DAA Modules, DIY Interfaces, and Directional Couplers
May 5, 2014 8:35 AM, By Doug Irwin, CPBE DRB AMD
In previous editions of Tech Tips I”ve mentioned the fact that we”re always looking for tech tips from engineers working in the field. This month we”ve got two excellent submissions.
No Dial Tone
First we”ll take a look at a great idea forwarded from Randy Orbaker from WHAM in Rochester, NY.
�We use Comrex Hotlines occasionally for sports or other remote broadcasts where nothing else works. On three separate occasions, three different units suddenly failed to connect when trying to place a call. Each time the display read �NO DIALTONE.� In each case, the POTS line was found to be working.
�The failure was traced to the DAA (data access arrangement) module, which acts as an interface between the POTS line and the rest of the Hotline circuitry. This part is a Xecom model XE1030. I have not found it at Newark, DigiKey or our other usual parts vendors, but was able to purchase replacements through Broadcasters General Store for about $40 each (the most recent price). It was a special order, taking typically 30 days for delivery.
�Replacing this module fixed this particular failure in every case.
�The module has a SIP plastic package with very small pins. Care is needed when de-soldering and soldering so as not to damage it.�
As Randy says, �You might find this repair tip useful, to avoid having to scrap an otherwise working unit.� Amen to that.
Chris Wygal”s DIY control interface (one of three)
DIY Control Interface
The second tip this month comes from our very own Chris Wygal. �The recent relocation of our network studios required typical equipment and accessories purchases. On some items, however, I chose to be crafty and thrifty. Instead of buying a control interface for on-air lights, I built one using two power supplies and three solid-state relays.
�Crydom makes a product that is perfect for this application. It”s a solid state control relay that needs as little as 3.5Vdc to pull down and a load relay that can handle 3 to 60Vdc. (An example of a Crydom part for this application would be an LVD75A40. You can learn more by looking at the Crydom website: crydom.com.)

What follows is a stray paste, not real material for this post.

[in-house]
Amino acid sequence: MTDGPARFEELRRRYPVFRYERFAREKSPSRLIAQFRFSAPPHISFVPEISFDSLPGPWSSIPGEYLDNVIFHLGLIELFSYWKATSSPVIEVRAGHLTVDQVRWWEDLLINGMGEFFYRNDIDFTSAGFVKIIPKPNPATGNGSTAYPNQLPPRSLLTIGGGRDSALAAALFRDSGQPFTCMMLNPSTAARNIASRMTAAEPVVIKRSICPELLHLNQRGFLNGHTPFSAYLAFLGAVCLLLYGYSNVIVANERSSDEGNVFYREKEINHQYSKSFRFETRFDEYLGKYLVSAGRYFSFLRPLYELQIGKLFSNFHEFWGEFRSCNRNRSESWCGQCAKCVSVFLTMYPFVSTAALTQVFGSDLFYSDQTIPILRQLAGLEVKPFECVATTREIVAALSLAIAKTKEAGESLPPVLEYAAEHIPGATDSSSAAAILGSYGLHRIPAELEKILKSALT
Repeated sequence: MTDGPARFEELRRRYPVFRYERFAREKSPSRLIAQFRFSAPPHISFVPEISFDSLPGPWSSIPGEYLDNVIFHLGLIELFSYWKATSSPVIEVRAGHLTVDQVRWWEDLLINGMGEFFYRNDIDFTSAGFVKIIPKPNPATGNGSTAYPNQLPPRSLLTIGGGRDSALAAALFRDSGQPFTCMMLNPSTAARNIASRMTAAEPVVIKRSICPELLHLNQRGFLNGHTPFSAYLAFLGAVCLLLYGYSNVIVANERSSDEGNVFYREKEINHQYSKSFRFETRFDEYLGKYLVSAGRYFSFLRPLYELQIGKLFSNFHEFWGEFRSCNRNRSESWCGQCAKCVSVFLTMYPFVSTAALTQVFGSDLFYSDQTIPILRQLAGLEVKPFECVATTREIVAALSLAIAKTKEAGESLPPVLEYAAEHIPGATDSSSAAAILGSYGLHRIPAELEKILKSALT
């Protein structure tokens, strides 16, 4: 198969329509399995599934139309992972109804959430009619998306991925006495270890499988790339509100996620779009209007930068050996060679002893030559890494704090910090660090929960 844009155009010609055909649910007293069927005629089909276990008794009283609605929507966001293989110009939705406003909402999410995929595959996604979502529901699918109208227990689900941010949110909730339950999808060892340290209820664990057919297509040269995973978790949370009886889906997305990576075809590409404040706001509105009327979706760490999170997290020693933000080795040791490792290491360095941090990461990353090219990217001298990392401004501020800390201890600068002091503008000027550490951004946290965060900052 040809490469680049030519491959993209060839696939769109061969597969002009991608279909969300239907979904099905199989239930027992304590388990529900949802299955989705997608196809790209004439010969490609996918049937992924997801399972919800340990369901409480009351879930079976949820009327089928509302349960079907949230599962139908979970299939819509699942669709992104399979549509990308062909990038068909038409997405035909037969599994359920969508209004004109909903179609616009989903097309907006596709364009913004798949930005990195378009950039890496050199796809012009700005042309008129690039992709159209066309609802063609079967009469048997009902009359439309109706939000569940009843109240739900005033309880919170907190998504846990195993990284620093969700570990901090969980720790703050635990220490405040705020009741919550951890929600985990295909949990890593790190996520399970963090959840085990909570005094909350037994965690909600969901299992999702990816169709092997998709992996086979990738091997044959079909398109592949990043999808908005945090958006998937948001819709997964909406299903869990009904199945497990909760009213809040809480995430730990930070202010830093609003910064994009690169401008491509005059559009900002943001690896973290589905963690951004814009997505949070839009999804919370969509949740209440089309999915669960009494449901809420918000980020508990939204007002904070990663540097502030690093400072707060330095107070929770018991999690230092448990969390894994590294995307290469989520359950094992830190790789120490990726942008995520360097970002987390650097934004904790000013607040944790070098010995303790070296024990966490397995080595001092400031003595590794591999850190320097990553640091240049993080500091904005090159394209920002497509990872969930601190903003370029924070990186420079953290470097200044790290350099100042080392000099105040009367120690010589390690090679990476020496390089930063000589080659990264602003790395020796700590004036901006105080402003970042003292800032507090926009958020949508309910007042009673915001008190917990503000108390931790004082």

�We use small unobtrusive Cornell L101 on air lights that have 24Vdc bulbs. When all three lamps are on, the combined amperage is considerably lower than the 3.33A load the power supply can handle. The diagram above shows how an incoming �tally light on� closure from all three studio consoles will create the logic control for the corresponding on-air lights. All three light systems share the control voltage power supply and the power supply for the on-air lamps. I used Cat-5 cable for the console closures and 18 AWG wire for the lamps. The entire project was less than $150.�
Let me add one more. At one of the stations I work at here in L.A., we recently decided we wanted to remotely monitor the power output from an amplifier connected to the output of our IFB transmitter on Mt. Wilson. (The unit didn”t have a native provision for that.) My colleague Jerry Burnham found a vendor that makes all kinds of directional couplers, and specifically one that was ideal for our application (100W range at 455MHz). That vendor is Connecticut Microwave (connecticutmicrowave.com/prod_directional_couplers_coaxial.php) and they offer up a wide range of power levels. The units don”t come with a meter, but each has a dc output (proportional to the power level flowing through it of course) that can be used to drive a remote control input.
Irwin is RF engineer/project manager for Clear Channel Los Angeles. Contact him at firstname.lastname@example.org.
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